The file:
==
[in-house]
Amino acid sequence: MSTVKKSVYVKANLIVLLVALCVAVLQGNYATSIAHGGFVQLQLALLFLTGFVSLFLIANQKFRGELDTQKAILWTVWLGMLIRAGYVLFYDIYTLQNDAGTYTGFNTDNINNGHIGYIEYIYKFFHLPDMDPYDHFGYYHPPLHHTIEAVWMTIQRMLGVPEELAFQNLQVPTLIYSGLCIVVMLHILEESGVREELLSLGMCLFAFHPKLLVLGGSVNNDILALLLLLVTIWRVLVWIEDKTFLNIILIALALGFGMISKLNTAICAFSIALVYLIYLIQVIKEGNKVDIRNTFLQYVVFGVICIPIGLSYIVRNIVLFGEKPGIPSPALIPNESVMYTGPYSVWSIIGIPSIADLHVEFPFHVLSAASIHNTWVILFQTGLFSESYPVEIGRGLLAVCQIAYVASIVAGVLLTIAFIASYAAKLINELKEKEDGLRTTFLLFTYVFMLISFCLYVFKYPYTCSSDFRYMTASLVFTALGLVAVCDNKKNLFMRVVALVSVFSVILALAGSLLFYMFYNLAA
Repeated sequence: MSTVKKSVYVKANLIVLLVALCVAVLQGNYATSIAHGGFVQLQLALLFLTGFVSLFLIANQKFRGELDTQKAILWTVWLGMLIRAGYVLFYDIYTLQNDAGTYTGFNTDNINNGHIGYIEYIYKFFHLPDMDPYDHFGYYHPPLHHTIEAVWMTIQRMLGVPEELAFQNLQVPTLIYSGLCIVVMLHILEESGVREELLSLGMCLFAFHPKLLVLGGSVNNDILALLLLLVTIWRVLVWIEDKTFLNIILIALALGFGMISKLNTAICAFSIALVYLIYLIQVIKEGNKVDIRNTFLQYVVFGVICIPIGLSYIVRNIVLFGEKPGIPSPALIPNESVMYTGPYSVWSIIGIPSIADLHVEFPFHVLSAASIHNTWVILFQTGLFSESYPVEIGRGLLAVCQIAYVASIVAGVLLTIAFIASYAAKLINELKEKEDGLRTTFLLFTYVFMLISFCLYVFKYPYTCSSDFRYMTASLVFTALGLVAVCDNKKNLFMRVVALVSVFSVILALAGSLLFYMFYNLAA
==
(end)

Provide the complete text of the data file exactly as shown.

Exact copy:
[in-house]
Amino acid sequence: MSTVKKSVYVKANLIVLLVALCVAVLQGNYATSIAHGGFVQLQLALLFLTGFVSLFLIANQKFRGELDTQKAILWTVWLGMLIRAGYVLFYDIYTLQNDAGTYTGFNTDNINNGHIGYIEYIYKFFHLPDMDPYDHFGYYHPPLHHTIEAVWMTIQRMLGVPEELAFQNLQVPTLIYSGLCIVVMLHILEESGVREELLSLGMCLFAFHPKLLVLGGSVNNDILALLLLLVTIWRVLVWIEDKTFLNIILIALALGFGMISKLNTAICAFSIALVYLIYLIQVIKEGNKVDIRNTFLQYVVFGVICIPIGLSYIVRNIVLFGEKPGIPSPALIPNESVMYTGPYSVWSIIGIPSIADLHVEFPFHVLSAASIHNTWVILFQTGLFSESYPVEIGRGLLAVCQIAYVASIVAGVLLTIAFIASYAAKLINELKEKEDGLRTTFLLFTYVFMLISFCLYVFKYPYTCSSDFRYMTASLVFTALGLVAVCDNKKNLFMRVVALVSVFSVILALAGSLLFYMFYNLAA
Repeated sequence: MSTVKKSVYVKANLIVLLVALCVAVLQGNYATSIAHGGFVQLQLALLFLTGFVSLFLIANQKFRGELDTQKAILWTVWLGMLIRAGYVLFYDIYTLQNDAGTYTGFNTDNINNGHIGYIEYIYKFFHLPDMDPYDHFGYYHPPLHHTIEAVWMTIQRMLGVPEELAFQNLQVPTLIYSGLCIVVMLHILEESGVREELLSLGMCLFAFHPKLLVLGGSVNNDILALLLLLVTIWRVLVWIEDKTFLNIILIALALGFGMISKLNTAICAFSIALVYLIYLIQVIKEGNKVDIRNTFLQYVVFGVICIPIGLSYIVRNIVLFGEKPGIPSPALIPNESVMYTGPYSVWSIIGIPSIADLHVEFPFHVLSAASIHNTWVILFQTGLFSESYPVEIGRGLLAVCQIAYVASIVAGVLLTIAFIASYAAKLINELKEKEDGLRTTFLLFTYVFMLISFCLYVFKYPYTCSSDFRYMTASLVFTALGLVAVCDNKKNLFMRVVALVSVFSVILALAGSLLFYMFYNLAA